By Melissa Vadnais, VMD, PhD, Clinical Trial Methodology Fellow; Christine Moore, PhD, Vice President, Neuroscience, Scientific Solutions; Michael Murphy, MD, PhD, Chief Medical & Scientific Officer
Chronic and post-surgical pain that opioids are intended to alleviate has been offset by a host of societal pains stemming from the prevalence of opioid use disorder and related overdose deaths. In 2018, more than 9.9 million individuals misused prescription pain relievers, and the Centers for Disease Control and Prevention (CDC) estimates that more than 230,000 deaths have been attributed to prescription opioid overdoses since 1999.1
Long-term opioid use often begins with treatment of acute pain and pain after surgery. Among those prescribed at least one day of opioids, the probability of continued use at one year is 6% – and increases to 13.5% for persons whose first episode of use was for eight days or longer.2 More than 2 million individuals may transition to persistent opioid use following elective surgery each year.3 The Council of Economic Advisers (CEA) estimated that the cost of this crisis in 2018 alone – in terms of the value of lost lives, increases in health care and substance abuse treatment costs, increases in criminal justice costs, and reductions in economic productivity – exceeded $695 billion. Indeed, the CEA projected that the cost of the opioid crisis would top more than $2.5 trillion over the four years between 2015 and 2019.4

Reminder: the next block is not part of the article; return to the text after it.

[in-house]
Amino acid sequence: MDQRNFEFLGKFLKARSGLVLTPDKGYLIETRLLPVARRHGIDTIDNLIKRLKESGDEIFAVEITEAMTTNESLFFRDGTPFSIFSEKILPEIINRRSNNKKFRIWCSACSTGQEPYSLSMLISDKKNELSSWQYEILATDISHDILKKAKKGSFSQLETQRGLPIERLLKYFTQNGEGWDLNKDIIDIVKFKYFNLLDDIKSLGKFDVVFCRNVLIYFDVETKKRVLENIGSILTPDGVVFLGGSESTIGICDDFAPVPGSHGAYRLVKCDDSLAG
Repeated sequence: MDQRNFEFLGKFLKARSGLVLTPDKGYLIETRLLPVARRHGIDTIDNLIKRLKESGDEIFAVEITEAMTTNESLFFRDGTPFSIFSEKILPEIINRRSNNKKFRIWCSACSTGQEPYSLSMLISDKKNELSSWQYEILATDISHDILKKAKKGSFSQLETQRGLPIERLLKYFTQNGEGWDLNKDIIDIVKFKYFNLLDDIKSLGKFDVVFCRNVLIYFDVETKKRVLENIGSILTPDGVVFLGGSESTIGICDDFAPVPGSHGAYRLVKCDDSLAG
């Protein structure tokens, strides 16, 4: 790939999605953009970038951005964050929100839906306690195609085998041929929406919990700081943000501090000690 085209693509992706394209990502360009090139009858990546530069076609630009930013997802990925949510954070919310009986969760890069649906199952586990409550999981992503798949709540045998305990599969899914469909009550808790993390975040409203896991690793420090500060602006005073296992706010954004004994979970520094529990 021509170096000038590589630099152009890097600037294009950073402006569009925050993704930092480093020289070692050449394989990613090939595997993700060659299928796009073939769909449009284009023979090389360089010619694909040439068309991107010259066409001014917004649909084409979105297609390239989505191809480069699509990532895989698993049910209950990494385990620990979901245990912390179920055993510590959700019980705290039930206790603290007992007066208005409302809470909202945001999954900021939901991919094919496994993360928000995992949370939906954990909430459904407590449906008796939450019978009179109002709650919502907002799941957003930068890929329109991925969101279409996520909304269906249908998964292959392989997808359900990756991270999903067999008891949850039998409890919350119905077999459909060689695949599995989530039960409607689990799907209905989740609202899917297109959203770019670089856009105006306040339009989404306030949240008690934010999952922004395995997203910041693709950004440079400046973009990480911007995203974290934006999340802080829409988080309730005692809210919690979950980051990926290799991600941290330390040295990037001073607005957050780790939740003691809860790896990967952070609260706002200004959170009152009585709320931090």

Yet, chronic and acute physical pain often requires treatment with strong analgesics. A treatment with opioid-sparing benefits could help mitigate the risks associated with opioids in one or more ways. This white paper analyzes how opioid-sparing benefits could help mitigate the risks associated with opioids, and argues that the opioid-sparing therapy must not diminish the level of analgesia obtained.